Deadly Assad Regime Strikes on Rebel Stronghold Bring Civilian Death Toll to 210 in 4 Days

Earlier Thursday, more than 100 forces aligned with Syria's president were killed after U.S.-led coalition forces thwarted a large attack

A Syrian man carries a child following reported Syrian air force strikes in the rebel-held town of Saqba, in the besieged Eastern Ghouta, February 8, 2018.
ABDULMONAM EASSA/AFP

Strikes by Syrian government jets on a besieged rebel stronghold near the capital Damascus on Thursday killed at least 60 civilians, a war monitor reported.

The fatalities in the region of Eastern Ghouta included 16 children, the Syrian Observatory for Human Rights added. The deadliest strikes targeted a market in the town of Arbeen, leaving at least 22 civilians dead, the Britain-based watchdog said.

Meanwhile, the BBC reported that Syrian Kurdish fighters captured the last two members of an Islamic State cell that, according to U.S. officials, had beheaded over 27 Western hostages. The cell, consisting of four men from London, was nicknamed "the Beatles."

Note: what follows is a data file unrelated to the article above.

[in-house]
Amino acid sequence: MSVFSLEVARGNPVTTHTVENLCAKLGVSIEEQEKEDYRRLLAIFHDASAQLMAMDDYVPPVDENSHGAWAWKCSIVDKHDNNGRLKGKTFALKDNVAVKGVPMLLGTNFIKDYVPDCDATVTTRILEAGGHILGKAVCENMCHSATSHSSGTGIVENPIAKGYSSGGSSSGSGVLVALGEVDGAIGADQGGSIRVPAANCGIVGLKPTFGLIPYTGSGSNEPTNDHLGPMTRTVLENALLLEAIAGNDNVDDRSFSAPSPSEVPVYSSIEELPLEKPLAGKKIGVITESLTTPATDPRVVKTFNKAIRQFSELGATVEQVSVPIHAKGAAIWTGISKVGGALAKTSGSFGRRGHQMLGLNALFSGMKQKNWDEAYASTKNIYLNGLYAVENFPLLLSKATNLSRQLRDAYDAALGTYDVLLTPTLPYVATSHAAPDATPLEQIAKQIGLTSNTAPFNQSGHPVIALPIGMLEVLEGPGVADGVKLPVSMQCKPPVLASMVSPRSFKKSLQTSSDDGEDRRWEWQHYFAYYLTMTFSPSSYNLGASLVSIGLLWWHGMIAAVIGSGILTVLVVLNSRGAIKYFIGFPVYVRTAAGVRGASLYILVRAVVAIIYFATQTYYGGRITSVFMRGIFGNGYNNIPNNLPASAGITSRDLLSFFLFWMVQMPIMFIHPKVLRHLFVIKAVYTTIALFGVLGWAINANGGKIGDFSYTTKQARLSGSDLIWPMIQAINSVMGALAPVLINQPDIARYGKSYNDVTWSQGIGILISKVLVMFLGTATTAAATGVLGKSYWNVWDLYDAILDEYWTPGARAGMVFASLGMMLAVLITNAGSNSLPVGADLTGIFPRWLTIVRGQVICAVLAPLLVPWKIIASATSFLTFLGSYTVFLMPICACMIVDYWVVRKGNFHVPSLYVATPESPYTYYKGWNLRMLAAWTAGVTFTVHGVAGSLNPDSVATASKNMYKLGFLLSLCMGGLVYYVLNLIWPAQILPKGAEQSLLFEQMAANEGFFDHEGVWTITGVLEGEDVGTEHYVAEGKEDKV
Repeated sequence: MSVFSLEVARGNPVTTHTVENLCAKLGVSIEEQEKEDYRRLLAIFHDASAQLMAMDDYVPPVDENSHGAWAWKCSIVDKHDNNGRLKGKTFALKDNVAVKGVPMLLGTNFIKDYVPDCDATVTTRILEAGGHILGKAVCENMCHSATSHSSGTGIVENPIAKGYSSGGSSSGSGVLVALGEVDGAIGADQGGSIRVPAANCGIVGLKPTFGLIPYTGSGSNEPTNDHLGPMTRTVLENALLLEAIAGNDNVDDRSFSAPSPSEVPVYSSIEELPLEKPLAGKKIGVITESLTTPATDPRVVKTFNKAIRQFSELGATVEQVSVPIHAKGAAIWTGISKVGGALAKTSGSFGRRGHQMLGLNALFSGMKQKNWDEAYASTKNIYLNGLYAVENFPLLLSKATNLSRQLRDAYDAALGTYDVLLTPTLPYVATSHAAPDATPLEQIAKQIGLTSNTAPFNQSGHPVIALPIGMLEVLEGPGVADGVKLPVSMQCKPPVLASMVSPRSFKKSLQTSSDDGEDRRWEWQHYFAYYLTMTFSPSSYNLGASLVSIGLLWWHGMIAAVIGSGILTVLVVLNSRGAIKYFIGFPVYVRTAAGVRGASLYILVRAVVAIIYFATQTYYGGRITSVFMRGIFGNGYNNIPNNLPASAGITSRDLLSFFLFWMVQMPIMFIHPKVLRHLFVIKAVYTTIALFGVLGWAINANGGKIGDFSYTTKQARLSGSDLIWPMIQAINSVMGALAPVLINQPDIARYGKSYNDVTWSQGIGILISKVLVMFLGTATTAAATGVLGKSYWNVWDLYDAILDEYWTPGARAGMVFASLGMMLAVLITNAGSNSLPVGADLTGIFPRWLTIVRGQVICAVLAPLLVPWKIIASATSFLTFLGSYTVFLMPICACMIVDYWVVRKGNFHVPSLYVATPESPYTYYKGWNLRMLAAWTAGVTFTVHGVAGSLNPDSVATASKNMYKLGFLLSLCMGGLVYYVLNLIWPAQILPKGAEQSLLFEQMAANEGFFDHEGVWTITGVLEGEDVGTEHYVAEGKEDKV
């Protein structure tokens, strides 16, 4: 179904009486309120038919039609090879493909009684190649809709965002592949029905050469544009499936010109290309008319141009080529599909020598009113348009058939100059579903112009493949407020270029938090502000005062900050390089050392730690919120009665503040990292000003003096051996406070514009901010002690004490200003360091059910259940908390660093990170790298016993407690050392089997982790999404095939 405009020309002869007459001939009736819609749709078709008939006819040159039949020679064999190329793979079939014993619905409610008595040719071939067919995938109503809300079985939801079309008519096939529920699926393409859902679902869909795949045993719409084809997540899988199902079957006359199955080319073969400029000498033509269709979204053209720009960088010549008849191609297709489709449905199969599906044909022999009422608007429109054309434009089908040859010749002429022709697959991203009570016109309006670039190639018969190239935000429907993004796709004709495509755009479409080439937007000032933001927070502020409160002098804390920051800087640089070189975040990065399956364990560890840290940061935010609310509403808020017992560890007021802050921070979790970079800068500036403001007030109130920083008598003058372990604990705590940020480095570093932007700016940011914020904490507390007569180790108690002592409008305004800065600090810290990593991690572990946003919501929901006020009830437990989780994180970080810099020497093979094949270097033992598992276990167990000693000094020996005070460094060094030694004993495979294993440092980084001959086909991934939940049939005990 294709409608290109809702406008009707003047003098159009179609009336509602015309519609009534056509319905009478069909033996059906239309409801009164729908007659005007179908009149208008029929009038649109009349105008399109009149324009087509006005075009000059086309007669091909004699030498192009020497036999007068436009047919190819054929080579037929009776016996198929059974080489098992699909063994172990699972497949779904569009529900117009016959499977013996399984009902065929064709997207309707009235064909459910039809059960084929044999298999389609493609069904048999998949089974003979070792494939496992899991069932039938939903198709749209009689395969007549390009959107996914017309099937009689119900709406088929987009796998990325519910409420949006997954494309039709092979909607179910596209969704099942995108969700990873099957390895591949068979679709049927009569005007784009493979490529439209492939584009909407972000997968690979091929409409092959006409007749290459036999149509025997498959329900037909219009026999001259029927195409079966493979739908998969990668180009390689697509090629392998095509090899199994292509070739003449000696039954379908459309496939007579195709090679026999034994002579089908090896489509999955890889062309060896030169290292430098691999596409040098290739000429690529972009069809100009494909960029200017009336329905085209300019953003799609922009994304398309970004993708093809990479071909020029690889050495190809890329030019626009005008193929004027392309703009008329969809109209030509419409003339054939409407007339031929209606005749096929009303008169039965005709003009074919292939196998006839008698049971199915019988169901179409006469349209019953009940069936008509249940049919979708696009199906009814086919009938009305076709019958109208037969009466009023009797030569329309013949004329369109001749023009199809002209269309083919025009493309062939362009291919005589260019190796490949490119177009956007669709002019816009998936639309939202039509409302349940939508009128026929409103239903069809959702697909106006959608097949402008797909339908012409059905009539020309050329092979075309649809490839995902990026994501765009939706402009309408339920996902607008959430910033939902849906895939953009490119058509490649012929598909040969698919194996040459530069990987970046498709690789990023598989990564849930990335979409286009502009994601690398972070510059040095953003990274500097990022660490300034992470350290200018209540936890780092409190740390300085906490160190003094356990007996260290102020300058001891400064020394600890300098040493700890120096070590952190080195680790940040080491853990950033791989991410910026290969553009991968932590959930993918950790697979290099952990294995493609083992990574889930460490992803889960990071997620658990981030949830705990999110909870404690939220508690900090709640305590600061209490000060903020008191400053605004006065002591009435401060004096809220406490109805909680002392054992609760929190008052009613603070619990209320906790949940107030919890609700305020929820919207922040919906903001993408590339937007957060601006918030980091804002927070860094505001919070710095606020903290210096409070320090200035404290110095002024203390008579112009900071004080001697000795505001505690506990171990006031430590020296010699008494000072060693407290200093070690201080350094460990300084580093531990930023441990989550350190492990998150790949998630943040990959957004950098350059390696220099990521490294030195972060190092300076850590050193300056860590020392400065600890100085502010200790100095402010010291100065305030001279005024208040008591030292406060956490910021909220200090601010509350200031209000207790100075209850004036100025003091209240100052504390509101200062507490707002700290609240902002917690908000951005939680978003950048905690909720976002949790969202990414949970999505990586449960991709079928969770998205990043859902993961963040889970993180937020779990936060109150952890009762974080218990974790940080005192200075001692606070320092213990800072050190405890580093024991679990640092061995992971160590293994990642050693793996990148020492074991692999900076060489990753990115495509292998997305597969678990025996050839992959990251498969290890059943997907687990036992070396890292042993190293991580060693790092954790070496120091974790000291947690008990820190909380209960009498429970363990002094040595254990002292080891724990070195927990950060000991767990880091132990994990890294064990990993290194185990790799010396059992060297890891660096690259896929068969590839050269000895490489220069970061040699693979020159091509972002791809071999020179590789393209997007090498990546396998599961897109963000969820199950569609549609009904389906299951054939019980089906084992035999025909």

The latest death toll brings the number of civilians killed in four days of government airstrikes on Eastern Ghouta to 210, according to the Observatory. At least 700 others have been wounded over the four days.

Eastern Ghouta, which is located on the eastern outskirts of Damascus, has been under siege by Assad's forces for more than four years. A total of 400,000 people in the region have been largely cut off from humanitarian aid since 2013.

Earlier on Thursday, more than 100 fighters aligned with Syrian President Bashar Assad were killed after U.S.-led coalition and coalition-backed local forces thwarted a large, apparently coordinated attack.

The heavy death toll underscored the large size of the attack, which the U.S. official said included about 500 opposing forces, backed by artillery, tanks, multiple-launch rocket systems and mortars. The official spoke to Reuters on condition of anonymity.

No American troops were killed or wounded in the incident, officials said.